Eighteenth-century writers and readers were fascinated by seduction stories, and used them for many purposes. In the process of interrogating power dynamics within sexual relationships, seduction stories raised resonant political questions and participated in pressing public debates -- debates about the meanings of national identity, about appropriate uses and locations of authority, and about the limits of responsibility in relations of inequality. In this seminar, we shall examine novels, drama, poetry, and expository prose, asking questions like these: Why were plots of seduction so important during the eighteenth century? How did the eighteenth century define seduction? How did it distinguish seduction from rape and courtship, and what was at stake in making such distinctions? How did eighteenth-century writers represent female desire, male desire? How might the theme of seduction be related to developing legal theories of contract and consent, or to changing structures of political authority?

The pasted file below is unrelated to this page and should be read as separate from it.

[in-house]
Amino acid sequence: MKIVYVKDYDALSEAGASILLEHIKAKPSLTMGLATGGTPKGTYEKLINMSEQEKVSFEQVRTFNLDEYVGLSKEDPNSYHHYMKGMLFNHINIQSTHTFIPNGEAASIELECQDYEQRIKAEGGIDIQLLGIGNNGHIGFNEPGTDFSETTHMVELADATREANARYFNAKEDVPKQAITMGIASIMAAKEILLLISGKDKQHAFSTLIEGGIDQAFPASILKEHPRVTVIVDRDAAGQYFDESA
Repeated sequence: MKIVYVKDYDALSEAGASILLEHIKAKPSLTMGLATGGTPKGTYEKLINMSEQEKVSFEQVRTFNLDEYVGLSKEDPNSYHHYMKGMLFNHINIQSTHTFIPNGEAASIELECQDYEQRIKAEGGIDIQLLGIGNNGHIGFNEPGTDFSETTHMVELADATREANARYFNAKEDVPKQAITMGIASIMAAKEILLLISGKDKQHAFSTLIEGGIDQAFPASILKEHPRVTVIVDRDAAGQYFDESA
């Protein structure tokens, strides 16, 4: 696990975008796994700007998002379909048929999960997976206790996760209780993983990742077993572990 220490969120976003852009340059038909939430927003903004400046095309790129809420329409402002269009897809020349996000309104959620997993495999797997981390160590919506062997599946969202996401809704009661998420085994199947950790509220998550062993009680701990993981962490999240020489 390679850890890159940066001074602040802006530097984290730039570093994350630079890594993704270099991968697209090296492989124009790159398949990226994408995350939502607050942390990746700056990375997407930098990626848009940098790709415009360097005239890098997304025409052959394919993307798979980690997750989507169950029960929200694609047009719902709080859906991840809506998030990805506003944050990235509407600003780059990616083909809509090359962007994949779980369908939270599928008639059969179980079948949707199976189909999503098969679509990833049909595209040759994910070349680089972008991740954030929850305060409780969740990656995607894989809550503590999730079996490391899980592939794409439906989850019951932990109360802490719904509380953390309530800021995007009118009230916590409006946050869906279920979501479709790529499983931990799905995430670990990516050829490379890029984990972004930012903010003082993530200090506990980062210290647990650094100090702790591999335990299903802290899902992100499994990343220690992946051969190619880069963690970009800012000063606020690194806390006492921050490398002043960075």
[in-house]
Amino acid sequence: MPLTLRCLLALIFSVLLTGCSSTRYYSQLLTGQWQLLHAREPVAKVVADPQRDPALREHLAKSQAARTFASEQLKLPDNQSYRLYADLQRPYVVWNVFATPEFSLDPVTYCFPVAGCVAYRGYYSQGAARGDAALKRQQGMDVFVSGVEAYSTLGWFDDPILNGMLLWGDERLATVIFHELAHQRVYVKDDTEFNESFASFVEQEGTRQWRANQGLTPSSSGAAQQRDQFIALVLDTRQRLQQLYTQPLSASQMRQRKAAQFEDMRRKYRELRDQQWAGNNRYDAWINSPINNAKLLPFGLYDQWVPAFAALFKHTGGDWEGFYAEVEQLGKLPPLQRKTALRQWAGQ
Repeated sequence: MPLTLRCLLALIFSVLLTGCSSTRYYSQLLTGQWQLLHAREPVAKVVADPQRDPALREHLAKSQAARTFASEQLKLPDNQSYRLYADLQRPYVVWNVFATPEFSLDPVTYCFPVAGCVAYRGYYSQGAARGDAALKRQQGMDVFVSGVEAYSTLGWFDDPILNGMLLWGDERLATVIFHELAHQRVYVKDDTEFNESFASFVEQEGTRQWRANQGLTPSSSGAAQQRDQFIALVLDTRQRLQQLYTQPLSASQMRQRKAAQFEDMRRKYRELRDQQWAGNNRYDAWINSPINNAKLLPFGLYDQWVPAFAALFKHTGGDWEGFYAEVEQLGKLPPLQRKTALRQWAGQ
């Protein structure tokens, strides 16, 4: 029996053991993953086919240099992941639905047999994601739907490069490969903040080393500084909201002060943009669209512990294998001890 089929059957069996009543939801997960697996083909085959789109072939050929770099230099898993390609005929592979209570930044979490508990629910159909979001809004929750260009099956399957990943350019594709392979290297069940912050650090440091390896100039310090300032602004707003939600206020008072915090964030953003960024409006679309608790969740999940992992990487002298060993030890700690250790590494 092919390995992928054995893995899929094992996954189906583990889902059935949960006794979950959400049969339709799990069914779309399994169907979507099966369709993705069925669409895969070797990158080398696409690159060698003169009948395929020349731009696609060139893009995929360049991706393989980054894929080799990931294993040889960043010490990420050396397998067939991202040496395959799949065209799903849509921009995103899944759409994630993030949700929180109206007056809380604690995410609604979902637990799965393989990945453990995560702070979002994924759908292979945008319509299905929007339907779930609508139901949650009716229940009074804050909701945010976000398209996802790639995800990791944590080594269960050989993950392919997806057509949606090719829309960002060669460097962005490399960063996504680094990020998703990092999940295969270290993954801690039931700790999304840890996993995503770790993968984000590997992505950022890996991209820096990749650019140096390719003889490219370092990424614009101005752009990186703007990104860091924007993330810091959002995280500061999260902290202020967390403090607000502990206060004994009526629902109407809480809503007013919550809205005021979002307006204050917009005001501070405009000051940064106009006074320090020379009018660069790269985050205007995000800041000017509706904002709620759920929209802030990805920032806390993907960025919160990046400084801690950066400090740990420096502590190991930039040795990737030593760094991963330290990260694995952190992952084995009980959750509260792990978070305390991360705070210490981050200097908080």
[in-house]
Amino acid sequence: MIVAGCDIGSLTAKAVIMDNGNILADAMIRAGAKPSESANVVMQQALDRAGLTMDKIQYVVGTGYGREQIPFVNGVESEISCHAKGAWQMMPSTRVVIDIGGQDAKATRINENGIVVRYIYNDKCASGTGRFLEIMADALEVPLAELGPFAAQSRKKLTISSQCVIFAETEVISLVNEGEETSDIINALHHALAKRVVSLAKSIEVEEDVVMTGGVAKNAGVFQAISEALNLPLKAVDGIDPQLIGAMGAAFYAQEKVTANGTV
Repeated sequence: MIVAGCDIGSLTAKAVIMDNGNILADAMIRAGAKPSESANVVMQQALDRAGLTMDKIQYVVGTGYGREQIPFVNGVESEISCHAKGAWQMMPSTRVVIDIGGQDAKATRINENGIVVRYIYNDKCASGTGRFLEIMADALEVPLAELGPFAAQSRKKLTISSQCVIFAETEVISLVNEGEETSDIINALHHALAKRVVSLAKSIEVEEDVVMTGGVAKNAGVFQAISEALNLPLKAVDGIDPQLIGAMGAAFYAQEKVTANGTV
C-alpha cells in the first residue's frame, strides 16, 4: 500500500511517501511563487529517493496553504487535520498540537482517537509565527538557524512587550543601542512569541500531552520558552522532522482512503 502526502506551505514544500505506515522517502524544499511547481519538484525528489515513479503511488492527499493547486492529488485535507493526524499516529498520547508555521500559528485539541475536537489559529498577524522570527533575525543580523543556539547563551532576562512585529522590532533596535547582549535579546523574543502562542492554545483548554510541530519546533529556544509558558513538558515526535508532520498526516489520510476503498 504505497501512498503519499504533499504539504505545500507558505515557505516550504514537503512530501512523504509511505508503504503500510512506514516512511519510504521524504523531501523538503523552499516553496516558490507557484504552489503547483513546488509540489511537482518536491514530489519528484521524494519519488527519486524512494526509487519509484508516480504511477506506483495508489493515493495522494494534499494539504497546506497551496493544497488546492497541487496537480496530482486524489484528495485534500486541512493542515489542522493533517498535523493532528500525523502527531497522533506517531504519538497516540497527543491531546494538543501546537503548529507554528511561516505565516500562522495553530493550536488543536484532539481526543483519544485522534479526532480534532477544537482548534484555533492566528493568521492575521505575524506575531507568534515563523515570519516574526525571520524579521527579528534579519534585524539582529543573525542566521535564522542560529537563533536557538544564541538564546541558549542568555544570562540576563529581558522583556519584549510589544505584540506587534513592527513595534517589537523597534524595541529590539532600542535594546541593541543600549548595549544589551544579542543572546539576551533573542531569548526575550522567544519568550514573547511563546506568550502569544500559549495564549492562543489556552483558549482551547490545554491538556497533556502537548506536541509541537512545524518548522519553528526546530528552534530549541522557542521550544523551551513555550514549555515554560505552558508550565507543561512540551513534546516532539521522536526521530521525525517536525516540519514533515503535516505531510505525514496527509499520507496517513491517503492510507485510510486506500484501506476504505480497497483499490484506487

The course's emphasis will be on reading (especially of primary material) and thoughtful class participation. Other requirements: three oral reports accompanied by annotated bibliographies, a preliminary paper abstract, and a final 10-page paper.